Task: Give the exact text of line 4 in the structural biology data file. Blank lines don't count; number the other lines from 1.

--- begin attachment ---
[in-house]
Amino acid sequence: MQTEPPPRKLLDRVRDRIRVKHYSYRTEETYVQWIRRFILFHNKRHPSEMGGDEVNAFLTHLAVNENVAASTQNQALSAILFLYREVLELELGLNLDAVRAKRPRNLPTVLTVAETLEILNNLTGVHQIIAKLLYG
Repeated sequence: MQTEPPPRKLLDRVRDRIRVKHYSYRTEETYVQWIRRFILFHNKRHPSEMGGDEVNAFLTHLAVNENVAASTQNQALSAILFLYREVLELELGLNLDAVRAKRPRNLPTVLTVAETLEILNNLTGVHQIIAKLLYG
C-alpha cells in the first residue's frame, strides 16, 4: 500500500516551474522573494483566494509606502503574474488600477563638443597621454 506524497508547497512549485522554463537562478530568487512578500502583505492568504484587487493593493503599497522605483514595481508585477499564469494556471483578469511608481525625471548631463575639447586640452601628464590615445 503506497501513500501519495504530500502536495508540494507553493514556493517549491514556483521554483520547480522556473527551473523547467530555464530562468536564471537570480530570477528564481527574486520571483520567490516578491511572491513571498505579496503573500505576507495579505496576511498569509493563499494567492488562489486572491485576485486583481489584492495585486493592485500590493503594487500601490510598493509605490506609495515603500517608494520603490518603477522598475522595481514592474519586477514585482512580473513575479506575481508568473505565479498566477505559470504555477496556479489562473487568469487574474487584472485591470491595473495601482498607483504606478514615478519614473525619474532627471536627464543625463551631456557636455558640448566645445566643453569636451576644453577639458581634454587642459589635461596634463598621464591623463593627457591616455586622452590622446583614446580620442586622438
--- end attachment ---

C-alpha cells in the first residue's frame, strides 16, 4: 500500500516551474522573494483566494509606502503574474488600477563638443597621454 506524497508547497512549485522554463537562478530568487512578500502583505492568504484587487493593493503599497522605483514595481508585477499564469494556471483578469511608481525625471548631463575639447586640452601628464590615445 503506497501513500501519495504530500502536495508540494507553493514556493517549491514556483521554483520547480522556473527551473523547467530555464530562468536564471537570480530570477528564481527574486520571483520567490516578491511572491513571498505579496503573500505576507495579505496576511498569509493563499494567492488562489486572491485576485486583481489584492495585486493592485500590493503594487500601490510598493509605490506609495515603500517608494520603490518603477522598475522595481514592474519586477514585482512580473513575479506575481508568473505565479498566477505559470504555477496556479489562473487568469487574474487584472485591470491595473495601482498607483504606478514615478519614473525619474532627471536627464543625463551631456557636455558640448566645445566643453569636451576644453577639458581634454587642459589635461596634463598621464591623463593627457591616455586622452590622446583614446580620442586622438